But if such a person feels neither the scourge of conscience nor the sting of remorse, pity that individual the more. Pity them for the very want of that addition to their unhappiness, for if they added to their miseries the anticipation of their punishment, they might be led by repentance to avoid it. Can you reckon the blinding of their eyes and the hardening of their heart any part of their happiness? This opinion, however, is being expressed whenever we grudge the prosperity of the wicked. God, by delaying the punishment of bad people may have designs of mercy of which we know nothing—mercy perhaps to them, or if not to them, yet mercy to those who are suffering because of their actions, whom He intends through these bad instruments, to punish, and by punishing, eventually to save.

There is a sentiment even more bizarre than envy which prosperous wickedness excites in certain minds, and that is RESPECT; but this feeling is never raised unless both the wickedness and the prosperity be on a grand scale. This sentiment exposes the belief that God does not govern human affairs, or that our motives do not concern Him, or that prosperity is a certain proof of His favor.

But though God may be patient with triumphant wickedness, He does not wink at or connive with it. The difference between being permitted and being supported, between being employed and approved, is greater than we are ready to acknowledge. Perhaps "the iniquity of the Amorites is not yet full." God has always the means of punishment as well as of pardon in His own hands. However, for God to punish at the exact moment when we demand it, might abort His greater plan and diminish the larger consequences. "They have drunk their hemlock," says a fine writer, "but the poison does not yet work." Let us not be impatient to administer a sentence which infinite justice sees right to defer. Let us think more of restraining our own vindictive tempers than of precipitating their destruction. They may yet repent of the crimes they are perpetrating. By some scheme, intricate and unintelligible to us, God may still pardon the sin which we think exceeds the limits even of His mercy.

We contrive to make revenge itself look like religion. We call down thunder on many a head under the pretense that those on whom we invoke it are God's enemies, when perhaps we invoke it because they are ours. Though they should go on fully prosperous to the end, will it not cure our impatience to know that their end must come? Will it not satisfy us that they must die, that they must come to judgment? Which is to be envied, the Christian who dies ending their brief sorrows, or the one who closes a prosperous life and enters on a miserable eternity? The first has nothing to fear if the promises of the Gospel be true, the other has nothing to hope for, if they are factual. The Word of God must be a lie, heaven a fable, hell an invention, before the impenitent sinner can be safe. Is that person to be envied whose security depends on their falsehood? Is the other to be pitied whose hope is founded on their reality?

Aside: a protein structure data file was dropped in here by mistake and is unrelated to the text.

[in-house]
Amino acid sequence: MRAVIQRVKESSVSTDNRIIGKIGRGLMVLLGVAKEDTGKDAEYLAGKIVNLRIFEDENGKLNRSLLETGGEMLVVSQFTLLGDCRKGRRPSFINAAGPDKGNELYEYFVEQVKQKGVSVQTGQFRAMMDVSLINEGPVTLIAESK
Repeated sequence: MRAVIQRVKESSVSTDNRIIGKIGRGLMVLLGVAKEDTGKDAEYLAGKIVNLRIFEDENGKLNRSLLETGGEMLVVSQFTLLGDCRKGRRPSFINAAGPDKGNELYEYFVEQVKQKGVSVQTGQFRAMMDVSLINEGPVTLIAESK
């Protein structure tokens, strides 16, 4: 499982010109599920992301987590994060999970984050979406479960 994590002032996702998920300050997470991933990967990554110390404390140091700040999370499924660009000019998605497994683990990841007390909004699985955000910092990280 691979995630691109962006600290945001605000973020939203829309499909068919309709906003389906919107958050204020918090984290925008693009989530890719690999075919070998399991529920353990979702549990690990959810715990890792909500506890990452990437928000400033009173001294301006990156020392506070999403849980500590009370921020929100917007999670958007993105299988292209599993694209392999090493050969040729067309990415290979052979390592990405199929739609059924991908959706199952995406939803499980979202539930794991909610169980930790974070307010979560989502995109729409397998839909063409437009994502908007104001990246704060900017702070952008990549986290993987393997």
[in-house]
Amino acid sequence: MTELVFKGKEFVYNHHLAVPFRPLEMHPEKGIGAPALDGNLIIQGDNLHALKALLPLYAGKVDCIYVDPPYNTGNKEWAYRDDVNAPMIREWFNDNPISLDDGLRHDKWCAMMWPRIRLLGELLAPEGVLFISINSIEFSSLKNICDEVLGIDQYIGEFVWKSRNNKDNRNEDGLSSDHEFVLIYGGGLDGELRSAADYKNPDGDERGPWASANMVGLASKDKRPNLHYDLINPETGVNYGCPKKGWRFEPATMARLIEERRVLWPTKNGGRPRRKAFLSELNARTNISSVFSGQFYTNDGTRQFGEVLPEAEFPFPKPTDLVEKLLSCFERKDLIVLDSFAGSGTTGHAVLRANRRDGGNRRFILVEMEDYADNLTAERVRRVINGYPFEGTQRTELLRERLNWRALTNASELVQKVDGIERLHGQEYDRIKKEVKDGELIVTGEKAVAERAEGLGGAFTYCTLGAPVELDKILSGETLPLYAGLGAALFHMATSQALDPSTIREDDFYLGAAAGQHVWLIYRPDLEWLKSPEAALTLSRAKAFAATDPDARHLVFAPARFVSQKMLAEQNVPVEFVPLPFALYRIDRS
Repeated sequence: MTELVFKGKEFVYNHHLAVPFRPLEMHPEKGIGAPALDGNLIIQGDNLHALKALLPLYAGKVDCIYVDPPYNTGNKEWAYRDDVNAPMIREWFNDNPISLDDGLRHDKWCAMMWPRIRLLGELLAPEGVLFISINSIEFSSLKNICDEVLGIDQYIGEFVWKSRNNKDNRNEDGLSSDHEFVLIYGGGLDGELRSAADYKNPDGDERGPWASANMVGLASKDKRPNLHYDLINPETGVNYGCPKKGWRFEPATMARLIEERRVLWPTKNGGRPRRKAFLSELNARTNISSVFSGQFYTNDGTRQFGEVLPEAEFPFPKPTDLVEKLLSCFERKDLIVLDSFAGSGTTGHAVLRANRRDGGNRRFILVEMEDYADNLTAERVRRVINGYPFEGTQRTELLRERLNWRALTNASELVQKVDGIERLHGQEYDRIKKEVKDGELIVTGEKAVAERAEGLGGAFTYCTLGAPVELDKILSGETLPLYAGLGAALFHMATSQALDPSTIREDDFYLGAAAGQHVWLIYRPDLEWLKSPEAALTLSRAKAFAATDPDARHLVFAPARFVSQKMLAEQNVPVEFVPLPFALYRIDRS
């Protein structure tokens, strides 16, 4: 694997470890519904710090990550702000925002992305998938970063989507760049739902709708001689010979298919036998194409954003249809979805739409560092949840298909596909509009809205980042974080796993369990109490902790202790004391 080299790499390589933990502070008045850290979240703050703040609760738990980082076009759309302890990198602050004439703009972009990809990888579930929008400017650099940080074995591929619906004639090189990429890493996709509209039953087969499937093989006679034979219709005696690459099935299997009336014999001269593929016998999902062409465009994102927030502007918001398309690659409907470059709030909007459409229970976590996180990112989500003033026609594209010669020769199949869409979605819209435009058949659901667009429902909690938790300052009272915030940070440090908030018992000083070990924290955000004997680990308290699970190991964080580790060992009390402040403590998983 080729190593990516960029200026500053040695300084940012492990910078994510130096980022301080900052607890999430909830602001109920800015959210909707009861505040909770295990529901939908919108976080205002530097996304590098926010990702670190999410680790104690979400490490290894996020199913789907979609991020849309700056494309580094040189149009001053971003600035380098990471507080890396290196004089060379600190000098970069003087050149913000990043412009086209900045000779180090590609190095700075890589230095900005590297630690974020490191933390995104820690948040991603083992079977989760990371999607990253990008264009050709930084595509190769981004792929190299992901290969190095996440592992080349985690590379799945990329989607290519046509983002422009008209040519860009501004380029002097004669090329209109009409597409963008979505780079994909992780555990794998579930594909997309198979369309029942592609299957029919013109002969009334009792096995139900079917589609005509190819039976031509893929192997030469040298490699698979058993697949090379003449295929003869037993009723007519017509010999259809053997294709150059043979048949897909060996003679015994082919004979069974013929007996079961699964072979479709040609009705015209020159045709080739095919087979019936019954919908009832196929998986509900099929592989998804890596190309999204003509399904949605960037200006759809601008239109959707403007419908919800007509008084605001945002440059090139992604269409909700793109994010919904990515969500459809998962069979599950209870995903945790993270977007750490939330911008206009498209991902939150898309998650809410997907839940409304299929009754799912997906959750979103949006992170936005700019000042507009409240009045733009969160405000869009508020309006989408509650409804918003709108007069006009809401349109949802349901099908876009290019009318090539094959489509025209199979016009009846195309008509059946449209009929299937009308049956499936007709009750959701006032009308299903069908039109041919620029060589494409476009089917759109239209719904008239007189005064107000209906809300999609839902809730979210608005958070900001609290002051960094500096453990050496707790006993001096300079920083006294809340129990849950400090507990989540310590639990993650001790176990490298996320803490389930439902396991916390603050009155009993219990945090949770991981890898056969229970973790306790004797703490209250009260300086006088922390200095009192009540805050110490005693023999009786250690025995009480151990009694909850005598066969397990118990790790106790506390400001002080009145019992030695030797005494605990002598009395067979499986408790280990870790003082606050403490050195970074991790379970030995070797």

In estimating the comparative happiness of good and bad people, we should ever bear in mind that of all the calamities which can be inflicted or suffered, sin is the greatest; and of all punishments, insensibility to sin is the heaviest which the wrath of God inflicts in this world. God lets the wicked continue their smooth and prosperous course to the awful destiny in store for them, which will only be revealed when there is no longer any room for mercy.

We can see this same truth without looking to the hereafter and consulting only the present suffering. If we put the inward consolation derived from communion with God, the humble confidence of prayer, the devout trust in divine protection on the scale opposite to all the unjust power ever bestowed or guilty wealth ever possessed, we shall have no hesitation in deciding on which side even present happiness lies.

With a mind thus fixed, with a faith thus firm, one great object so absorbs the Christian that our peace is not tossed about by the things which confuse ordinary people. The Christian afflicted in the world may say, "My fortune is shattered; but since I made not gold my confidence while I possessed it, in losing it I have not lost myself. I leaned not on power, for I knew its instability. Had prosperity been my dependence, I would have fallen when it was removed."

Many lament the Christian who suffers while innocent. Surely believers should not try to avoid suffering by sinful conformity to worldly standards! Think how ease would be destroyed by the price paid for it! How short a time he would enjoy it, even if it were not bought at the expense of his soul!

Because of the BENEFITS that suffering brings to the Christian's character, we can say that suffering itself is the reward of virtue. It becomes not only the instrument of promoting virtue, but the instrument of rewarding it. Besides, God promises a future reward to his children who suffer. To suppose that He cannot ultimately compensate His virtuous afflicted children is to believe Him less powerful than an earthly father—to suppose that He will not, is to believe Him less merciful.